My friend Klaus and myself have spend more time and more miles (on motorbike(s)) together than we care to count. And the pattern is that once in a while we need to do something crazy. This time around we decided that in the next 5 years we will visit all of the major road races in the UK & Ireland (at least) once. To refresh your memory, these are ...
- The Manx GP on the Isle of Man
- The Northwest 200 in Portwest
- The Ulster GP on the Dundrod Circuit
- The Southern 100 on the Isle of Man (in the south)
- and a couple more, but let's start with these four
Last week we went to see the Northwest 200. The trip was awesome!!! Road racing is different. One good way to learn more about it, is to watch "Road". The movie tells the story of the Dunlop Dynasty (a family of road racers). Robert Dunlop died on 15. May 2008 racing at the Northwest 200. Two days later his son Michael was racing again and won the 250cc race at the Northwest 200. While we were there we obviously took the chance to pay our respects to Robert and his even more famous brother Joey.
So ... it was an emotional trip, but also very inspiring and very impressive. The skill, the passion, the commitment is unbelievable.
But ... that is not what I wanted to talk about!
What I wanted to talk about is range anxiety, because I now own the Nissan Leaf for 2 month and this was the first time I wanted to go on a road trip. Naturally I was concerned about the range of the car and if I will be able to make it from Dublin to Portrush or if I will get stranded somewhere in the middle of nowhere with no power and no charge point nearby.
To cut a long story short: All my fears were unfounded, but there are a couple of things that I learned and that you need to think about when you do a road trip with an electric car. Here are my lessons learned ...
- First things first: Let's talk about range and the range of the car. The advertised range is 199km. That is not realistic. A more realistic range under optimal conditions is 150km. Charging the car to 100% takes a long time, means on a road trip you will probably use the quick chargers that you find on the way and charge to 80% (30-45 mins). With 80% charge you can get a range of 120km. But again that is not realistic, because to feel comfortable you probably want to have 20km of range left over by the time you get to the next charging point (just to make sure you have enough left over in case you get lost looking for the charging point or in case the charge point is broken and you need to go to the next one). That means that for a road trip you should calculate with a range of 100km between charge points. Wind resistance increases with velocity, means it makes a big difference if you are driving 80km/h, 100km/h or 120km/h, means to get to 100km range you cannot go faster than 100km/h, means you will roughly drive for an hour and then charge for 45 mins and that leads me to the big conclusion of the road trip: Getting there (to Portrush) was actually no problem. There are plenty of charge points on the way and if you realize that you need to get into this rhythm of 60 mins of driving followed by 45 mins of charging you can go as far as you want, but ... it is going to take you twice as long as you think to get there, means for me a road trip has nothing to do with range (anxiety), but with making peace with the fact that it is going to take twice as long to get to where you want to go. In our case it took us 5 hours to get to Portrush. In Portrush I was talking to another Nissan Leaf owner and he mentioned that earlier in May he went from Portrush to Cork and it took him 14 hours. I have to say that I actually enjoyed this rhythm of 60 mins of driving and then a cup of tea and a quick walk. We arrived safe and sound and were very relaxed (not exhausted).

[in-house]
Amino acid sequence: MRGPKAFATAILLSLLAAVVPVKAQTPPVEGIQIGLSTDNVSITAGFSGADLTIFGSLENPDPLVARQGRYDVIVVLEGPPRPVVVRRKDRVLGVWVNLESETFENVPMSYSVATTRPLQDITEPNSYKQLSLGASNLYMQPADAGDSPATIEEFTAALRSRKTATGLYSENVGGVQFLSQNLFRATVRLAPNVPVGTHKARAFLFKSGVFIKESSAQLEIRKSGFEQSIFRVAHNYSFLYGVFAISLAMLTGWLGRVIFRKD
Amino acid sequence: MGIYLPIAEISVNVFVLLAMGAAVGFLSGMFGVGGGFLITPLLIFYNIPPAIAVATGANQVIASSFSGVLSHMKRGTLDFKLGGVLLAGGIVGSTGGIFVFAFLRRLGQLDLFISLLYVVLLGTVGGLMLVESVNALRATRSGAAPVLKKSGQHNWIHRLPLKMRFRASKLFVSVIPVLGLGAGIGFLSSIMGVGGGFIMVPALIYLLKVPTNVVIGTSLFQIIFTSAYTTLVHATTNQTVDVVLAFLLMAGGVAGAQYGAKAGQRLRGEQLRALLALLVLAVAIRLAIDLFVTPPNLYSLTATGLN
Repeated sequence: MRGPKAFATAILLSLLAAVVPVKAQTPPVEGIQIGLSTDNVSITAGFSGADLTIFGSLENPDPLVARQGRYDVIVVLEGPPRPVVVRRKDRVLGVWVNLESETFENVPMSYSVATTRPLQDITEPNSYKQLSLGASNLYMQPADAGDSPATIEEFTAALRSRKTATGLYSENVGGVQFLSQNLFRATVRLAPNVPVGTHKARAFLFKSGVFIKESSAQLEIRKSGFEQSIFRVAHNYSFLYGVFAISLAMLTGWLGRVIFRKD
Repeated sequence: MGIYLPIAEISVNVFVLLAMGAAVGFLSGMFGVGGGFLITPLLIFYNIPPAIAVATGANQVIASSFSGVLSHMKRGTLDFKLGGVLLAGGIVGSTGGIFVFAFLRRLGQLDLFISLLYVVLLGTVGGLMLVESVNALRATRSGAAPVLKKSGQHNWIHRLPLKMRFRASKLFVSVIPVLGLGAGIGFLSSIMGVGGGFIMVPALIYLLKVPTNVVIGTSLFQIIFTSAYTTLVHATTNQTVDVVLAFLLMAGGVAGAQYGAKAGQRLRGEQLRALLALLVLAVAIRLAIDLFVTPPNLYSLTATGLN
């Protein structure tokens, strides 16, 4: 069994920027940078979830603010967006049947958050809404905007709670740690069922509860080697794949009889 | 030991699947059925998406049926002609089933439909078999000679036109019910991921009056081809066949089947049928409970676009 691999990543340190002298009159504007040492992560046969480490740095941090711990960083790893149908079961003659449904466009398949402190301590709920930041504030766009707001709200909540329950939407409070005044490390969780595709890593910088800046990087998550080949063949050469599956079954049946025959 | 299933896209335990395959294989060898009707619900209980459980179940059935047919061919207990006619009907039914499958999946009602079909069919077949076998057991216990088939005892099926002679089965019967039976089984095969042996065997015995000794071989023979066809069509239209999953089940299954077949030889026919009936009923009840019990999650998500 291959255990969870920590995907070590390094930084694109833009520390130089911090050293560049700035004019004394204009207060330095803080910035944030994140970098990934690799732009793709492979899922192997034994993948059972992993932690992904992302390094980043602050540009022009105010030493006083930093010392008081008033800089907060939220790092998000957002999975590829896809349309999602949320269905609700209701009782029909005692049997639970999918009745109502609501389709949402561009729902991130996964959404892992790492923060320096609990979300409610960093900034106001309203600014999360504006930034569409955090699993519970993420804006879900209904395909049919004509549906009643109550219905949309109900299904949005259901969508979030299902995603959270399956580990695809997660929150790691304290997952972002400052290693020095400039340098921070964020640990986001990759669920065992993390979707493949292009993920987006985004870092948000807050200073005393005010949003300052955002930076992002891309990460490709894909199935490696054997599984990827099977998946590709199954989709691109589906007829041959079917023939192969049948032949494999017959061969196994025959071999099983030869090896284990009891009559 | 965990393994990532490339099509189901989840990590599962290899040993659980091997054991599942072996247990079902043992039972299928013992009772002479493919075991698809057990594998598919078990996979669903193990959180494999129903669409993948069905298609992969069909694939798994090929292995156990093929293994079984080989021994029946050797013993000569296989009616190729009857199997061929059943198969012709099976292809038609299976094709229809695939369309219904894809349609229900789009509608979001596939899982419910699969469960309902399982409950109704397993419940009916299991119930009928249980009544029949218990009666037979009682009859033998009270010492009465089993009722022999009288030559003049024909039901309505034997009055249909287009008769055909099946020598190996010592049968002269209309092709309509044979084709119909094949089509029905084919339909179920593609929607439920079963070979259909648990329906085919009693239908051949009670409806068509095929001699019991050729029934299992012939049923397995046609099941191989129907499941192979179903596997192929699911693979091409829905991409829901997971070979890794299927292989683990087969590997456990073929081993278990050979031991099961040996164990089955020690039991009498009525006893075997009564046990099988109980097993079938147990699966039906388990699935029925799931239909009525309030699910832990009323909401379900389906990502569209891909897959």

- The second take-away from the trip is that the infrastructure in the Republic of Ireland (ROI) and in Northern Ireland (NI) is second to none. There are plenty of charge points in NI and in the ROI. All of them work. All of them are free of charge (using the ESB charge card). All of them are compatible with the Leaf. Very rarely you arrive and need to wait for somebody else to finish charging (and if so most of the time it is less than 15 mins). There are mobile apps (for iPhone and Android) to help you to find the charge points and the navigation system in the Leaf will help you to find the best charging points on the way.
- At home I am fine with the public charging points and with my home charging points, means I do not miss the granny cable, but while traveling (especially when you arrive at the B&B at the other side) I would not mind to have the extra option of a granny cable. The original Nissan cable is <believe-it-or-not>EUR 1000</believe-it-or-not>. No comment :(. But I am thinking to get this one.
- The best thing about charging the car while being on the road is that you get to talk to a lot of other Leaf drivers/owners and all kinds of people who want to know how this works :).